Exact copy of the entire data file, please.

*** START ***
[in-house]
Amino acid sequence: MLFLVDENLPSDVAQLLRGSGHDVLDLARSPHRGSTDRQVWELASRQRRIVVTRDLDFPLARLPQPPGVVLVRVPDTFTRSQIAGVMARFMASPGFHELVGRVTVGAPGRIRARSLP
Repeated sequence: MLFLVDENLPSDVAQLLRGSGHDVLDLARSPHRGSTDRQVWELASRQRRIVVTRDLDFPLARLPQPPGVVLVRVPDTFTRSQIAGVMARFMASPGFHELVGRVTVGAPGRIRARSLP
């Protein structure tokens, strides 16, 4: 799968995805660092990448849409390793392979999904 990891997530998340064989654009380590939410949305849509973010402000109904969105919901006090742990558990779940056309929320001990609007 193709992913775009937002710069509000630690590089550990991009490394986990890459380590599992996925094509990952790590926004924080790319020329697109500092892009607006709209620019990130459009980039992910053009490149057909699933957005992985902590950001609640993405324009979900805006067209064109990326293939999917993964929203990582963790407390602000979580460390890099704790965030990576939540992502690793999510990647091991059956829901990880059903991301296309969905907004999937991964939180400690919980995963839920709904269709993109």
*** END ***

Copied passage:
[in-house]
Amino acid sequence: MLFLVDENLPSDVAQLLRGSGHDVLDLARSPHRGSTDRQVWELASRQRRIVVTRDLDFPLARLPQPPGVVLVRVPDTFTRSQIAGVMARFMASPGFHELVGRVTVGAPGRIRARSLP
Repeated sequence: MLFLVDENLPSDVAQLLRGSGHDVLDLARSPHRGSTDRQVWELASRQRRIVVTRDLDFPLARLPQPPGVVLVRVPDTFTRSQIAGVMARFMASPGFHELVGRVTVGAPGRIRARSLP
């Protein structure tokens, strides 16, 4: 799968995805660092990448849409390793392979999904 990891997530998340064989654009380590939410949305849509973010402000109904969105919901006090742990558990779940056309929320001990609007 193709992913775009937002710069509000630690590089550990991009490394986990890459380590599992996925094509990952790590926004924080790319020329697109500092892009607006709209620019990130459009980039992910053009490149057909699933957005992985902590950001609640993405324009979900805006067209064109990326293939999917993964929203990582963790407390602000979580460390890099704790965030990576939540992502690793999510990647091991059956829901990880059903991301296309969905907004999937991964939180400690919980995963839920709904269709993109």